Mrs. Walter and Mrs. Sheets's advisories are partnered with The Gardens at William Hill Manor. The students visit The Gardens and participate in age-appropriate activities with the residents, such as board games and noodle ball. During the holidays, the students plan a performance of songs and stories that are presented to the residents during their afternoon activity hour. The residents and students seem to thoroughly enjoy the sing-a-longs and the camaraderie. Many of the students have formed a relationship with the residents and will visit them outside of school hours.
Ms. Amaral's advisory is working with the residents of the Dixon House Independent and Assisted Living home, visiting them often throughout the year, writing them letters, and inviting them to special events here at The Country School.
Mr. Hoopes and Mrs. Orban's advisory visits the Talbot County Free Library to read stories, present shows, and do craft activities with the children who come for story time, all under the guidance of the children's librarian. Students also help staff with clerical tasks such as stamping cards, straightening shelves, and shelving and organizing materials.
Mrs. Rajacich's advisory works with the Talbot County YMCA in several ways, including cleaning projects and working with youth members. Cleaning projects include wiping down the indoor play gym, The Gooch, cleaning fitness room mirrors, and washing their two busses that are used for summer camp. A favorite activity is showing the homeschool fitness group how we make Holiday Gingerbread Houses at the Country School. In the future, they hope to work with the Headstart students who use the YMCA.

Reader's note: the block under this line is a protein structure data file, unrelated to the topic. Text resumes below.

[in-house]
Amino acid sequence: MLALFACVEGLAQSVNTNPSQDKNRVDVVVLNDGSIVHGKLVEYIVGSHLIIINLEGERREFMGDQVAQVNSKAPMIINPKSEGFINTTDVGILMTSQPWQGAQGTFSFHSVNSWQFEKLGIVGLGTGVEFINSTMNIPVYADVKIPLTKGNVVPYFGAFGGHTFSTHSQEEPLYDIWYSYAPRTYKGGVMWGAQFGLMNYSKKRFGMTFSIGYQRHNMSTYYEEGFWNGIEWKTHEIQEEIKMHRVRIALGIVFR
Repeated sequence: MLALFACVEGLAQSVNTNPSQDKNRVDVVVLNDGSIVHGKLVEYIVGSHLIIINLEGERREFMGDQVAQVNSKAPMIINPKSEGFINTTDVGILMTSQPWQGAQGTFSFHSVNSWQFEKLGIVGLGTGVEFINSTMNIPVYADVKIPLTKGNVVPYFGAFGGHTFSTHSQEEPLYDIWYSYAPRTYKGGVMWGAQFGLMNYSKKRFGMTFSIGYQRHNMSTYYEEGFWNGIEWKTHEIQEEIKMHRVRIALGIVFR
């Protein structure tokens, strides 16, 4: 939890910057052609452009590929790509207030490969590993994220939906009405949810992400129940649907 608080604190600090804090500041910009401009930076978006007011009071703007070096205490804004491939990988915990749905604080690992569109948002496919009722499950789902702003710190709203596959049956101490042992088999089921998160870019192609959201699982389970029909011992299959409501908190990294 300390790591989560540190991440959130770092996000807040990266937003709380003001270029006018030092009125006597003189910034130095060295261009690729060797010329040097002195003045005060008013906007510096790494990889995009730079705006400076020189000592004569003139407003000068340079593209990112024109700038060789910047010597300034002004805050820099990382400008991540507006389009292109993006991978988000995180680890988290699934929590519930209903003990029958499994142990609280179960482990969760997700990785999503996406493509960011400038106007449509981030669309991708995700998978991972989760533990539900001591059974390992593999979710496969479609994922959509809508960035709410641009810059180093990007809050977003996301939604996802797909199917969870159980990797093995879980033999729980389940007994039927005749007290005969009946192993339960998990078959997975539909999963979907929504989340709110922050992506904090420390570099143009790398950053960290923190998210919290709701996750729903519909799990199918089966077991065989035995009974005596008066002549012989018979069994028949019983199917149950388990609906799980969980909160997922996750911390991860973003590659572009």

|First graders clean up the grounds at Idlewild Park.
"Beat Butts for Bay" is the motto of Mr. Cox and Mr. McIntyre's advisory. They have received a $500.00 grant from the Talbot Health Department the last three years, and have completed or are in the process of several projects. They go out into the community and select certain sites to remove discarded tobacco products (butts) which they have found a company that recycles the butts into plastic skids (our advisory receives points to donate to various charities). They have shipped over 50,000 butts to date, made posters to educate the public on the toxic dangers of discarded cigarette products, aired public service announcements on the radio concerning the toxic effects of tobacco products, and will make a video concerning the toxic effects of tobacco products. Just recently, Cox/McIntyre placed "Butt Collection Boxes" in several local businesses to help recycle collected "butts."
Ms. Steg's advisory
is helping the Friends of Spring Hill Historic Cemetery in Easton. In addition to maintaining the grounds throughout the year, and cleaning up after major holidays (by removing old flowers and decorations after Christmas and Easter), the students research the lives of the people buried here, in order to help to raise awareness of the importance of this cemetery as a historic resource for our community.
Mr. Vega's advisory is working with the Activities Director at St. Mark’s Village, a retirement community for the elderly in Easton, to provide entertainment for the residents, many of whom have limited means. This year the advisory students will work closely with the residents on pre-Halloween, pre-Christmas, and pre-St. Patrick's Day activities.